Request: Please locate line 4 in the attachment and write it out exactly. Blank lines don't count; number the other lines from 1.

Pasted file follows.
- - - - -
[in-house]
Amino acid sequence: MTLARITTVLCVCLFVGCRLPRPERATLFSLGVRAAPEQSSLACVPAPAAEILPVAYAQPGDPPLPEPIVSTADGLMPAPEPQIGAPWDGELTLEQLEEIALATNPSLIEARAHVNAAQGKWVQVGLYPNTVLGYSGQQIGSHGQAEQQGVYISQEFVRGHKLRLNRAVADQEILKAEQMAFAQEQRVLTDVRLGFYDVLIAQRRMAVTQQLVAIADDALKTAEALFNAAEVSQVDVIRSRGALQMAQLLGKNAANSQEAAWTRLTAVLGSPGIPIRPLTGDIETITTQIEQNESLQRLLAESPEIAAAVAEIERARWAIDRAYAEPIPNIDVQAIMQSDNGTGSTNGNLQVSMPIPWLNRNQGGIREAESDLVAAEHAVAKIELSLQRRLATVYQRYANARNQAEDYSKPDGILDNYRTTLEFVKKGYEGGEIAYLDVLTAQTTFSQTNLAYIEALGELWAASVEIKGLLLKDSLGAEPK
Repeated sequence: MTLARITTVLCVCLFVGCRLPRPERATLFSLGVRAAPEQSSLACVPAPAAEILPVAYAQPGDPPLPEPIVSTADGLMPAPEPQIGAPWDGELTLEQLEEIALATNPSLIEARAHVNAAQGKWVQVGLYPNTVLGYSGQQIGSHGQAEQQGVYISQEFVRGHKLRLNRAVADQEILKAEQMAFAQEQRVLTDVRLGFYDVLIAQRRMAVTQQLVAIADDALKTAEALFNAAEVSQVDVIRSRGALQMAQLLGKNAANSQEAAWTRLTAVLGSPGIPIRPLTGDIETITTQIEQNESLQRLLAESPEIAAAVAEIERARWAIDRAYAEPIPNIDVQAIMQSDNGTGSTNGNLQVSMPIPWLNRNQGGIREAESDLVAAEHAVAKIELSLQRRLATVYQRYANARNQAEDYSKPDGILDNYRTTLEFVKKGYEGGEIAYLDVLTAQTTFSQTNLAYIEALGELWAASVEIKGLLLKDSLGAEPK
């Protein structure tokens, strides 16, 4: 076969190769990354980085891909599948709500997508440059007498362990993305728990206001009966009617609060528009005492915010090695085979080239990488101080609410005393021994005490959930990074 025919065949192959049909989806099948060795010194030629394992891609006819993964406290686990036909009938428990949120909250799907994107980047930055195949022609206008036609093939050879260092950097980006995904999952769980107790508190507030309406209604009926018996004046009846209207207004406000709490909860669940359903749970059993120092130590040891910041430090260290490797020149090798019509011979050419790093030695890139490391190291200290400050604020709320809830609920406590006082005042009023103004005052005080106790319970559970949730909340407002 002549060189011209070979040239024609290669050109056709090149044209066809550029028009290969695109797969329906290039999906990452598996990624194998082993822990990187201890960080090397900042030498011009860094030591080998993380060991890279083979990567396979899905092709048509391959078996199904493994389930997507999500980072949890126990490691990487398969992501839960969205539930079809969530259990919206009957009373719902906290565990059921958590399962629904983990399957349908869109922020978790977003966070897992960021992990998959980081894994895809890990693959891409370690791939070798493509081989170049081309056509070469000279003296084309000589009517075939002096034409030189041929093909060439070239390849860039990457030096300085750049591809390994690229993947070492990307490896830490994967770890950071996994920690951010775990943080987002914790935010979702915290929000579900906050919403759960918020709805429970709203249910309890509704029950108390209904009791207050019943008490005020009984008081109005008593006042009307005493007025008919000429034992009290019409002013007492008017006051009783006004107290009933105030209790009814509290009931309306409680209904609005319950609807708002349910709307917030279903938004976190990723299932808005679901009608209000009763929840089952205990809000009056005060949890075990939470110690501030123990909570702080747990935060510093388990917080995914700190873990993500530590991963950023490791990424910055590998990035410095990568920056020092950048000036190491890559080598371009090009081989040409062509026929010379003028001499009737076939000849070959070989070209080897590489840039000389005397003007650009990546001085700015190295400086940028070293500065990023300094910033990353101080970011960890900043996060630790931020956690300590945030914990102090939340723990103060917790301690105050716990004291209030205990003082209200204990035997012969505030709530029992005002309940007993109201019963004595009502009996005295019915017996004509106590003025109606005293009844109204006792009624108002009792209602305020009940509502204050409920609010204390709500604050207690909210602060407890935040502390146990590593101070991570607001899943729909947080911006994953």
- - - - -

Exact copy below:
């Protein structure tokens, strides 16, 4: 076969190769990354980085891909599948709500997508440059007498362990993305728990206001009966009617609060528009005492915010090695085979080239990488101080609410005393021994005490959930990074 025919065949192959049909989806099948060795010194030629394992891609006819993964406290686990036909009938428990949120909250799907994107980047930055195949022609206008036609093939050879260092950097980006995904999952769980107790508190507030309406209604009926018996004046009846209207207004406000709490909860669940359903749970059993120092130590040891910041430090260290490797020149090798019509011979050419790093030695890139490391190291200290400050604020709320809830609920406590006082005042009023103004005052005080106790319970559970949730909340407002 002549060189011209070979040239024609290669050109056709090149044209066809550029028009290969695109797969329906290039999906990452598996990624194998082993822990990187201890960080090397900042030498011009860094030591080998993380060991890279083979990567396979899905092709048509391959078996199904493994389930997507999500980072949890126990490691990487398969992501839960969205539930079809969530259990919206009957009373719902906290565990059921958590399962629904983990399957349908869109922020978790977003966070897992960021992990998959980081894994895809890990693959891409370690791939070798493509081989170049081309056509070469000279003296084309000589009517075939002096034409030189041929093909060439070239390849860039990457030096300085750049591809390994690229993947070492990307490896830490994967770890950071996994920690951010775990943080987002914790935010979702915290929000579900906050919403759960918020709805429970709203249910309890509704029950108390209904009791207050019943008490005020009984008081109005008593006042009307005493007025008919000429034992009290019409002013007492008017006051009783006004107290009933105030209790009814509290009931309306409680209904609005319950609807708002349910709307917030279903938004976190990723299932808005679901009608209000009763929840089952205990809000009056005060949890075990939470110690501030123990909570702080747990935060510093388990917080995914700190873990993500530590991963950023490791990424910055590998990035410095990568920056020092950048000036190491890559080598371009090009081989040409062509026929010379003028001499009737076939000849070959070989070209080897590489840039000389005397003007650009990546001085700015190295400086940028070293500065990023300094910033990353101080970011960890900043996060630790931020956690300590945030914990102090939340723990103060917790301690105050716990004291209030205990003082209200204990035997012969505030709530029992005002309940007993109201019963004595009502009996005295019915017996004509106590003025109606005293009844109204006792009624108002009792209602305020009940509502204050409920609010204390709500604050207690909210602060407890935040502390146990590593101070991570607001899943729909947080911006994953």